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EU Energy Council

Volume 576: debated on Friday 28 February 2014

In advance of the forthcoming Energy Council in Brussels on 4 March, I am writing to outline the agenda items to be discussed.

There will be two policy debates at the Council. The first will be on the Commission’s communication on energy prices and costs in Europe, which analyses the impact of the decarbonisation of the energy sector on energy prices for households and industry. The communication charts rises in electricity and gas prices and costs and the price differential between the EU and its competitors. It also examines the potential risks to energy intensive industries. The communication argues for actions to reduce energy costs including completion of the internal market, action to improve competition in the retail markets, and improving energy efficiency. The importance of cost-effective climate and energy policies is reinforced.

The UK will argue that the EU needs to do more to tackle high-energy costs through more efficient and competitive markets, early agreement and a cost-effective approach to the 2030 climate and energy framework, support for industrial energy efficiency, and diversification of energy supplies.

The second debate will be on the Commission’s communication setting out a climate and energy policy framework for 2030. The proposed framework is based on an overarching binding domestic greenhouse gas emissions reduction target for 2030 of 40% and an EU-level renewable energy target of 27%. The renewable energy target would not include binding national targets, in contrast to the 2020 framework.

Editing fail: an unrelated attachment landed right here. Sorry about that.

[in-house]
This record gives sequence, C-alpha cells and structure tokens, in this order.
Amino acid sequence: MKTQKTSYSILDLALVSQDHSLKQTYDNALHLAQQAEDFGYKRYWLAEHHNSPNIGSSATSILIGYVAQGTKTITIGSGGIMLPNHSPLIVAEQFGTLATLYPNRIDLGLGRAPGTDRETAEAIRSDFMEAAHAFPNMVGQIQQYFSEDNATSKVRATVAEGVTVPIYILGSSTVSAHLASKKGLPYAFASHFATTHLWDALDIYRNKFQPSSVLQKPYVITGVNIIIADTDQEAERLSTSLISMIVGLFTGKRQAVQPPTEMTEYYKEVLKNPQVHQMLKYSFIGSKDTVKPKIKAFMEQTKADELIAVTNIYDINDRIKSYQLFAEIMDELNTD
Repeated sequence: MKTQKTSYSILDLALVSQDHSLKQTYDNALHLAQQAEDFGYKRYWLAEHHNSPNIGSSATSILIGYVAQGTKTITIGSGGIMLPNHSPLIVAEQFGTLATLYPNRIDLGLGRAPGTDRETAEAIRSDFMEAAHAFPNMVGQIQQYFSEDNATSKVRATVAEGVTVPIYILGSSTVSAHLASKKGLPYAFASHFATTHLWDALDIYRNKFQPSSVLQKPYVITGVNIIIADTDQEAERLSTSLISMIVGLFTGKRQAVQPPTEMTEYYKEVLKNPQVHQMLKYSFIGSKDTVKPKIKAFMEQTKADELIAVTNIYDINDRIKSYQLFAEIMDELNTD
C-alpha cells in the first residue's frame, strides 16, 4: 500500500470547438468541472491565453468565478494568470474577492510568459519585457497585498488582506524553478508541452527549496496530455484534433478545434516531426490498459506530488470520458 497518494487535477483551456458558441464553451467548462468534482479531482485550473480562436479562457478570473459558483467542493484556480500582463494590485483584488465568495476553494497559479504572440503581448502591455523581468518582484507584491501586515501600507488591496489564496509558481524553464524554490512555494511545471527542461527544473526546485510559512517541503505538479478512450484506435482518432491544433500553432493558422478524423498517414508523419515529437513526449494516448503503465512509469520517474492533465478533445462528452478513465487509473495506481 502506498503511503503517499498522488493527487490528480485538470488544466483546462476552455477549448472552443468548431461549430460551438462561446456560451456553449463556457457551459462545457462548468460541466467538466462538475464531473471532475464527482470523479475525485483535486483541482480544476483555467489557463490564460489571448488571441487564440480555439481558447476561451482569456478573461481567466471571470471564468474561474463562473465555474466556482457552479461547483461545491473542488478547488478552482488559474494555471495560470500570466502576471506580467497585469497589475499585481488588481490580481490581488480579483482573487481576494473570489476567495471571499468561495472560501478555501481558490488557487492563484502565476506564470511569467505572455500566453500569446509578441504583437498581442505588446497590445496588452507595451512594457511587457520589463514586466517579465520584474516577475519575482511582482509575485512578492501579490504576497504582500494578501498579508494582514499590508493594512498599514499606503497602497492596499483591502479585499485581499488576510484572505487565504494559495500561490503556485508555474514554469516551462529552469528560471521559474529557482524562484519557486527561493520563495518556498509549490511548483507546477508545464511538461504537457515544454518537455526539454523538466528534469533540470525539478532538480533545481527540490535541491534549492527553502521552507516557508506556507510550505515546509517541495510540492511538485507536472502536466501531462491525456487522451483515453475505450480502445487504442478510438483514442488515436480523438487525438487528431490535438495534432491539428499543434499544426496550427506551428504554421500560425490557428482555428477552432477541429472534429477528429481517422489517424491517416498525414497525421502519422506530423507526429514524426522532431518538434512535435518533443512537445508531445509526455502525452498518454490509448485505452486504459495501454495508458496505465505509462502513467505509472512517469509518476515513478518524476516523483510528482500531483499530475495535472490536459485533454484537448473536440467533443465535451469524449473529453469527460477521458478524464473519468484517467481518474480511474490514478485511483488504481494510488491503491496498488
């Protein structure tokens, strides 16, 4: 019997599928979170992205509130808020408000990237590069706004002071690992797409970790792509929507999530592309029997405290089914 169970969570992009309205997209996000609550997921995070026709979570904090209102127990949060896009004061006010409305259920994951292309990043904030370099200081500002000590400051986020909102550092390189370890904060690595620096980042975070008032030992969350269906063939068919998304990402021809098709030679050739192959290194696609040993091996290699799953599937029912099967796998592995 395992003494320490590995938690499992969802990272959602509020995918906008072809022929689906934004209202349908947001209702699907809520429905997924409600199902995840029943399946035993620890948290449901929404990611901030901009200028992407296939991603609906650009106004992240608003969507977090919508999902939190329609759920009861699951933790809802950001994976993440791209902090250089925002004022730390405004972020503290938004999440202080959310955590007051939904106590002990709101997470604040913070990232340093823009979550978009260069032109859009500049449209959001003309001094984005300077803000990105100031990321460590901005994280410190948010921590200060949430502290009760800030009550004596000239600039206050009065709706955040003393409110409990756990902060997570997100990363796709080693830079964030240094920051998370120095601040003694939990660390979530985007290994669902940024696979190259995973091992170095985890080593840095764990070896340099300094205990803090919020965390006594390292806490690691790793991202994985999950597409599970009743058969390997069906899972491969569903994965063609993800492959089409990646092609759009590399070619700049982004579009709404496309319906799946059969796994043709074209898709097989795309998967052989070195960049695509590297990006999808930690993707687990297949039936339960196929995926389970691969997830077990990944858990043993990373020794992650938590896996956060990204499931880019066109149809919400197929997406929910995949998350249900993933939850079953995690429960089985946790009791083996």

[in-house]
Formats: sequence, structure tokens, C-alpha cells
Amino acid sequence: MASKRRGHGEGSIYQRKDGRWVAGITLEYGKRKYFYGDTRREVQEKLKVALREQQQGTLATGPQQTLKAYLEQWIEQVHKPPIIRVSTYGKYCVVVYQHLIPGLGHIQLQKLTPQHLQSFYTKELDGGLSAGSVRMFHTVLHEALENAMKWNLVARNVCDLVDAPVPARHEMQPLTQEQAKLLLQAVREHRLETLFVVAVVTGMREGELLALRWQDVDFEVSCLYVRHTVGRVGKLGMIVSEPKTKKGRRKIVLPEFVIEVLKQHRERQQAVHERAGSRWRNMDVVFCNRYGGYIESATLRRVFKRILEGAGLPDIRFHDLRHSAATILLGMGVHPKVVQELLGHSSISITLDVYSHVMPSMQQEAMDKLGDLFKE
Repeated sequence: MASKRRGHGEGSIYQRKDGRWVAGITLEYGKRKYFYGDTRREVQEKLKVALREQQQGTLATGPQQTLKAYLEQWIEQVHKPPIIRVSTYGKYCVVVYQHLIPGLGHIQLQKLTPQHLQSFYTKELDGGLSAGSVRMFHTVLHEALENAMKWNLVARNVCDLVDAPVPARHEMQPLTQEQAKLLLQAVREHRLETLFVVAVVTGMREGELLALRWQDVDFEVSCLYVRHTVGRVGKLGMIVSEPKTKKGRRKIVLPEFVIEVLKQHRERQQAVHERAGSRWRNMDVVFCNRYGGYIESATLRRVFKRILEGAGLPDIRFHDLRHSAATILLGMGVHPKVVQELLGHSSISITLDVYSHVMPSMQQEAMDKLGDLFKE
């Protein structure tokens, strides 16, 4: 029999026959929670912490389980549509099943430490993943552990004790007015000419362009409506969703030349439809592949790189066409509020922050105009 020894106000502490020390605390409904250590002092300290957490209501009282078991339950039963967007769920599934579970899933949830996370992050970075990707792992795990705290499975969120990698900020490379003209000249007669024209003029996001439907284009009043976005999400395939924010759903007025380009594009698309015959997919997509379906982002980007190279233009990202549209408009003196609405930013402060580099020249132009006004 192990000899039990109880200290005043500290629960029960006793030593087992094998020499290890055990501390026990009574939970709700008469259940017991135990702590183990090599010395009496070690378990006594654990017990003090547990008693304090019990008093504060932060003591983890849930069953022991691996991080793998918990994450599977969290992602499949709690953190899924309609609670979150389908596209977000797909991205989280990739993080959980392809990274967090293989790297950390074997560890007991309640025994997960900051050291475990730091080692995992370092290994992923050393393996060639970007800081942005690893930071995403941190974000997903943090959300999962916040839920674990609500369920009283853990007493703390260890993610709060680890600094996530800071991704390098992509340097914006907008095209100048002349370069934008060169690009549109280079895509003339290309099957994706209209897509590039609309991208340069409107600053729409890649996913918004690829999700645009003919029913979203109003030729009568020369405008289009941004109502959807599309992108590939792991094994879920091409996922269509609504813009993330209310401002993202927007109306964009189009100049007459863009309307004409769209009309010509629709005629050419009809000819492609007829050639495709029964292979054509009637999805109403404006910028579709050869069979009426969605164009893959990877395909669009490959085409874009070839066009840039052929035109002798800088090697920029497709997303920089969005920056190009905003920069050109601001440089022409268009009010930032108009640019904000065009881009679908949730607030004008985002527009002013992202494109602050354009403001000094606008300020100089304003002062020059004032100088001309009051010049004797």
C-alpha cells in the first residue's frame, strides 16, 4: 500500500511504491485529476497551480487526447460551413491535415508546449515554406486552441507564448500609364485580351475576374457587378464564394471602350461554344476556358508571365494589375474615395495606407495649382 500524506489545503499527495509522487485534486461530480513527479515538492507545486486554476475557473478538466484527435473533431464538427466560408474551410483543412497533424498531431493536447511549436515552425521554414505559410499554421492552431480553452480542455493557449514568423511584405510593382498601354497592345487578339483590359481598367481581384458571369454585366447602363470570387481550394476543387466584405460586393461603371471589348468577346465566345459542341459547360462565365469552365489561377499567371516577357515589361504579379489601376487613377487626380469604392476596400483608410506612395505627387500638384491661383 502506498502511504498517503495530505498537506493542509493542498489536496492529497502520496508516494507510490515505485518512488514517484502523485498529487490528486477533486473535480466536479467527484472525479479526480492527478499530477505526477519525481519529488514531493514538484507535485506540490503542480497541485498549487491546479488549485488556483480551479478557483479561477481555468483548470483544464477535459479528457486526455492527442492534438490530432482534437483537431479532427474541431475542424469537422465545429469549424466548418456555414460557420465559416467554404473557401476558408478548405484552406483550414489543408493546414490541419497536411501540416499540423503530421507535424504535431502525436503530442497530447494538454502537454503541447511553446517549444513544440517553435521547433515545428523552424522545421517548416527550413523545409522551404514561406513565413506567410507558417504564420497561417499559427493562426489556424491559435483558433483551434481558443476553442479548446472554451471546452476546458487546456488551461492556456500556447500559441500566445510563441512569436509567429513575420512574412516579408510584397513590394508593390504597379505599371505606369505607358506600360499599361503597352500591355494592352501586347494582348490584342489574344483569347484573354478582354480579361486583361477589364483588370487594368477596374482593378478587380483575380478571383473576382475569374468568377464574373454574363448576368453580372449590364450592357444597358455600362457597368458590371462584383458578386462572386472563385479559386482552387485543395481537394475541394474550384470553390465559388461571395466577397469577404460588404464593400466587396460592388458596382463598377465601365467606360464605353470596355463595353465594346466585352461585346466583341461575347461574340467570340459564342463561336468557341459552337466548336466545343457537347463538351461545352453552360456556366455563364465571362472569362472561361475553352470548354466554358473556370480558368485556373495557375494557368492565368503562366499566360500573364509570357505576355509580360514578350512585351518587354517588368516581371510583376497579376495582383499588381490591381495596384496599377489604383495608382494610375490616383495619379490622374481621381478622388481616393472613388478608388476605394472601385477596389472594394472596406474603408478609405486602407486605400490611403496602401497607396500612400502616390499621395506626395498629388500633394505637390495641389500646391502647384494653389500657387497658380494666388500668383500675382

The communication also proposes a new governance process, based on national plans. The plans would set out how each member state intends to meet its 2030 greenhouse gas reduction target, including, in particular, planned levels of renewables and energy efficiency.

The UK will emphasise the need for early political agreement on the 2030 framework. The UK considers the 40% GHG target proposed by the Commission a good start, but will argue that the EU needs to go further—up to 50%—in the event of an ambitious global climate deal.

The UK particularly welcomes the Commission’s recognition of our argument that countries must be allowed to decarbonise in the cheapest way possible. However, the UK remains concerned to ensure that a renewables target binding at an individual member state is fully ruled out and is seeking greater clarity on this.

The UK also has questions about how an EU-wide renewables target and the proposed governance process would work in practice. We will work closely with European partners to discuss the details, but will continue to argue that member states should retain full flexibility over their choice of energy mix to deliver their GHG targets.